“We only have a small garden patch, a row of plants out by the garage,” said Leslie Havens, an urban resident of Shreveport, LA. “Sometime after midnight, I was awakened by what sounded like gunfire. I got my wife and kids and we all hid, squatted down in the bathroom. I mean, we were scared. It was scary.”
Tomatoes don’t explode only at night. Jake Knox, of the South Carolina Extension Program at the University of South Carolina, explained. Cloudy days are more likely to accompany the detonations, but they can occur on sunny days as well.
“Between the excessive moisture of the last sixteen weeks, and the naturally high mineral content of the soil, you’re bound to get some detonation in the more bulbous vegetables,” Knox said. “Usually, these are your tubers, your potatoes, turnips, parsnips and such. But it can occur in viney fruits such as tomatoes as well.”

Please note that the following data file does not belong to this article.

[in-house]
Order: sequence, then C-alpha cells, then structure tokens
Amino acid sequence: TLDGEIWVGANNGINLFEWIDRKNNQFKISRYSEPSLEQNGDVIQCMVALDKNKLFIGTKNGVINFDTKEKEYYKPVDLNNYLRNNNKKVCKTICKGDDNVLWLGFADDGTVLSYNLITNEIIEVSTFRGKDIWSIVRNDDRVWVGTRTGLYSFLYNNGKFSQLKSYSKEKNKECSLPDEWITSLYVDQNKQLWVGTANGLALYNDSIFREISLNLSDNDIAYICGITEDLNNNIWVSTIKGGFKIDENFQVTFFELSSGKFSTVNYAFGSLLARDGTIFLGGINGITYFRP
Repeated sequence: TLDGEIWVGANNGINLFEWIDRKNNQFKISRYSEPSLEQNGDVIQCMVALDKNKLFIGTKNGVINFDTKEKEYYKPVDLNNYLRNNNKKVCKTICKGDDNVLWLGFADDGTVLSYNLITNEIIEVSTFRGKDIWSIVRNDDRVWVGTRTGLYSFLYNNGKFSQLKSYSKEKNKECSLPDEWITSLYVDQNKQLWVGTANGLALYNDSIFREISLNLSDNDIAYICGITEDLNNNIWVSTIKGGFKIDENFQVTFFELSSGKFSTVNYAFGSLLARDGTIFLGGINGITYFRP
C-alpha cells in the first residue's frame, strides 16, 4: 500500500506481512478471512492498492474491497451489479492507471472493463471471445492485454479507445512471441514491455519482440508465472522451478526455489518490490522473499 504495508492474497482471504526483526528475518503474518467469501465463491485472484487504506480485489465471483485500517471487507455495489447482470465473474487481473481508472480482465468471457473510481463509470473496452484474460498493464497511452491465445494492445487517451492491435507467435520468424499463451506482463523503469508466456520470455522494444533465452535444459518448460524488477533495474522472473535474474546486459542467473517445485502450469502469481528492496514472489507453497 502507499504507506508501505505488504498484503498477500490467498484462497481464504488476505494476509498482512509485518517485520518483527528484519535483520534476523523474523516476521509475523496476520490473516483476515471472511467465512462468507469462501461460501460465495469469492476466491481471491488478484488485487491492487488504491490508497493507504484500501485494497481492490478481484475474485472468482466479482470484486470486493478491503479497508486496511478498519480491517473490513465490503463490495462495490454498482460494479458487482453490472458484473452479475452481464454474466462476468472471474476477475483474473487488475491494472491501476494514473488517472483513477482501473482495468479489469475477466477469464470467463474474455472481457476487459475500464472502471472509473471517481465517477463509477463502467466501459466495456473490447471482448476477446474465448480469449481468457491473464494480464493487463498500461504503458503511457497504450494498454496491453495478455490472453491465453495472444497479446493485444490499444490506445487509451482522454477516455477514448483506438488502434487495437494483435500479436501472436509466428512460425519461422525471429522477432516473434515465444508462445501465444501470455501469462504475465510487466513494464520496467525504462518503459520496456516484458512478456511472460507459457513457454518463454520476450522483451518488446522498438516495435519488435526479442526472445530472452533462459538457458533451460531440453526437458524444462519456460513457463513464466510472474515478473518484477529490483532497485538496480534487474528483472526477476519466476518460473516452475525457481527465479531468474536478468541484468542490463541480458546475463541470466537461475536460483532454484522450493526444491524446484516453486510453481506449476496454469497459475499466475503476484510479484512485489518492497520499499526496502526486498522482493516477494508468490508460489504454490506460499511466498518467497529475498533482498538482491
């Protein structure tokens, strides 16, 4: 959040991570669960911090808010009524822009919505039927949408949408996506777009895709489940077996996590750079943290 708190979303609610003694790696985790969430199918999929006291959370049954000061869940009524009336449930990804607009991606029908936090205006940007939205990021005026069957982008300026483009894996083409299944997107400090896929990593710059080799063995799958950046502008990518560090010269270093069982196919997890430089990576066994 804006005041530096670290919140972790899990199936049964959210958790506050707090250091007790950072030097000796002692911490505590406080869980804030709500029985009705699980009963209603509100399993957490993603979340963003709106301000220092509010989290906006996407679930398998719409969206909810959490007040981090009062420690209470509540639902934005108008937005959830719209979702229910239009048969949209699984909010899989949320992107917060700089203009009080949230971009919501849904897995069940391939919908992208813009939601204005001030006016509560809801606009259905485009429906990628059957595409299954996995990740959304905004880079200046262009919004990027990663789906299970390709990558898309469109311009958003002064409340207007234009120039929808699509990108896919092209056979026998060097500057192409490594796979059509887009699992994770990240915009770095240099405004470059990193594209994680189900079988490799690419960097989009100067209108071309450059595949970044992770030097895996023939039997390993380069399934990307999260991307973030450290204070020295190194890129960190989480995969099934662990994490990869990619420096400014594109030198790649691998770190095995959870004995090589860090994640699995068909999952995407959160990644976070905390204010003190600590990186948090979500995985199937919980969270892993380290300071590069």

While there have been no reports of exploding potatoes yet, Knox suspects this is due to the fact that tubers grow underground.
“Come harvest time, they’ll find their turnips’re pre-mashed, I’m afraid.”]]>